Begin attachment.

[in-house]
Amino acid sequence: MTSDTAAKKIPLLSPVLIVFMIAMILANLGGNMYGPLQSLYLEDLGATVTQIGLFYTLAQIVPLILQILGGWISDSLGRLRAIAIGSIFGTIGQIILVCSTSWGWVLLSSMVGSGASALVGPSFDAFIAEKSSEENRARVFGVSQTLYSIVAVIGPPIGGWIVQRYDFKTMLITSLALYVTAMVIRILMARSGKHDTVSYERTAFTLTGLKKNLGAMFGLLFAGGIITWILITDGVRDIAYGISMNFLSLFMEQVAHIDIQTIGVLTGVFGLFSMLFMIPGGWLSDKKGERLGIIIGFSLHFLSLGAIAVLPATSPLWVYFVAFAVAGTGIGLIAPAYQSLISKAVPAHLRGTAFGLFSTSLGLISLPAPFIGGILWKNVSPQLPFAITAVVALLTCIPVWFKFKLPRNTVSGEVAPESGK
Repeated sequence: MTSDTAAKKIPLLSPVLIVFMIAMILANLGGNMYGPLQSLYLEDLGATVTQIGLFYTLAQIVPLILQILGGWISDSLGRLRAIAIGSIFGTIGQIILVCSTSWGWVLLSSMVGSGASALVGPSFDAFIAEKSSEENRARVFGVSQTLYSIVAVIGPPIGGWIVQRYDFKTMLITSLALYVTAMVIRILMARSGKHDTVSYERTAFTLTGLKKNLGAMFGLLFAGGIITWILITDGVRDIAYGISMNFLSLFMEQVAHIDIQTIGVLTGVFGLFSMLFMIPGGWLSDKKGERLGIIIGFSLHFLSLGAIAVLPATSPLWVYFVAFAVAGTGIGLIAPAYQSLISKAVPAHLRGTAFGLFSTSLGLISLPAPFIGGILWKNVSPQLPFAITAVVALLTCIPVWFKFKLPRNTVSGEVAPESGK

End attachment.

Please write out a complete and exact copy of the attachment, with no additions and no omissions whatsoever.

[in-house]
Amino acid sequence: MTSDTAAKKIPLLSPVLIVFMIAMILANLGGNMYGPLQSLYLEDLGATVTQIGLFYTLAQIVPLILQILGGWISDSLGRLRAIAIGSIFGTIGQIILVCSTSWGWVLLSSMVGSGASALVGPSFDAFIAEKSSEENRARVFGVSQTLYSIVAVIGPPIGGWIVQRYDFKTMLITSLALYVTAMVIRILMARSGKHDTVSYERTAFTLTGLKKNLGAMFGLLFAGGIITWILITDGVRDIAYGISMNFLSLFMEQVAHIDIQTIGVLTGVFGLFSMLFMIPGGWLSDKKGERLGIIIGFSLHFLSLGAIAVLPATSPLWVYFVAFAVAGTGIGLIAPAYQSLISKAVPAHLRGTAFGLFSTSLGLISLPAPFIGGILWKNVSPQLPFAITAVVALLTCIPVWFKFKLPRNTVSGEVAPESGK
Repeated sequence: MTSDTAAKKIPLLSPVLIVFMIAMILANLGGNMYGPLQSLYLEDLGATVTQIGLFYTLAQIVPLILQILGGWISDSLGRLRAIAIGSIFGTIGQIILVCSTSWGWVLLSSMVGSGASALVGPSFDAFIAEKSSEENRARVFGVSQTLYSIVAVIGPPIGGWIVQRYDFKTMLITSLALYVTAMVIRILMARSGKHDTVSYERTAFTLTGLKKNLGAMFGLLFAGGIITWILITDGVRDIAYGISMNFLSLFMEQVAHIDIQTIGVLTGVFGLFSMLFMIPGGWLSDKKGERLGIIIGFSLHFLSLGAIAVLPATSPLWVYFVAFAVAGTGIGLIAPAYQSLISKAVPAHLRGTAFGLFSTSLGLISLPAPFIGGILWKNVSPQLPFAITAVVALLTCIPVWFKFKLPRNTVSGEVAPESGK